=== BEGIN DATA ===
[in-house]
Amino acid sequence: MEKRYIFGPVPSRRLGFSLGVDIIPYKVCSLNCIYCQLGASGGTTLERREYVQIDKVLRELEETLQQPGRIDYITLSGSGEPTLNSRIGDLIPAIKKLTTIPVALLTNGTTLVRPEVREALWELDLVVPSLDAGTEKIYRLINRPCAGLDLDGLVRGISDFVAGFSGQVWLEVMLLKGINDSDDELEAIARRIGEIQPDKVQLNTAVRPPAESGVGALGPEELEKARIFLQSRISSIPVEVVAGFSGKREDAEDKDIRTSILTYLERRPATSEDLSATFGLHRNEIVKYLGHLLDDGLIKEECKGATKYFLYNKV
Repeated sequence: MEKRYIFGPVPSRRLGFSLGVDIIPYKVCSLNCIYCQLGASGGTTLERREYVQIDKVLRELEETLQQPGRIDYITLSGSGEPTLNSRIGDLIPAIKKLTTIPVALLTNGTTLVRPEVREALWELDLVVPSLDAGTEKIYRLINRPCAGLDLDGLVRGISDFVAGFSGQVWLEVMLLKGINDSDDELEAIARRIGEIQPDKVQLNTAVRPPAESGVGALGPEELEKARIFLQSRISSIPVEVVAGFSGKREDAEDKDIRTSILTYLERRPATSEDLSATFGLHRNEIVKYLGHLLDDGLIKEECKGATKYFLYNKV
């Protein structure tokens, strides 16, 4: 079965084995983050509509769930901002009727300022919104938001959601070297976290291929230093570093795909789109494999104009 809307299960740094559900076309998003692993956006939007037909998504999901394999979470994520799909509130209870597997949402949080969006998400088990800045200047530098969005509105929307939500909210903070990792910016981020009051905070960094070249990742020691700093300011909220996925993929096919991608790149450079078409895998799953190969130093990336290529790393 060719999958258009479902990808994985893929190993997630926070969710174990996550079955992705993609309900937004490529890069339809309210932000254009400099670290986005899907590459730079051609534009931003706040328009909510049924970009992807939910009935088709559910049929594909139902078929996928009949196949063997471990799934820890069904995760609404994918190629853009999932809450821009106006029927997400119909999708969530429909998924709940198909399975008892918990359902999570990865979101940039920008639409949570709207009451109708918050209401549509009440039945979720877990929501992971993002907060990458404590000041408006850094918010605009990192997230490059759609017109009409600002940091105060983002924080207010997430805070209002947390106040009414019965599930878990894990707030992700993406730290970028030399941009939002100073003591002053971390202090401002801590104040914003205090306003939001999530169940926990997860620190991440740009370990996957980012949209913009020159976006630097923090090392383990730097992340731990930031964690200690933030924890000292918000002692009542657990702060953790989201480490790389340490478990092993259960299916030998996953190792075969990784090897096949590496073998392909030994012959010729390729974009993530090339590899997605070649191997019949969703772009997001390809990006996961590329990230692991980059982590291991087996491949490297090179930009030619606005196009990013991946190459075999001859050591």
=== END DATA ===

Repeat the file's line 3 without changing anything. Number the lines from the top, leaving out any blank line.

Repeated sequence: MEKRYIFGPVPSRRLGFSLGVDIIPYKVCSLNCIYCQLGASGGTTLERREYVQIDKVLRELEETLQQPGRIDYITLSGSGEPTLNSRIGDLIPAIKKLTTIPVALLTNGTTLVRPEVREALWELDLVVPSLDAGTEKIYRLINRPCAGLDLDGLVRGISDFVAGFSGQVWLEVMLLKGINDSDDELEAIARRIGEIQPDKVQLNTAVRPPAESGVGALGPEELEKARIFLQSRISSIPVEVVAGFSGKREDAEDKDIRTSILTYLERRPATSEDLSATFGLHRNEIVKYLGHLLDDGLIKEECKGATKYFLYNKV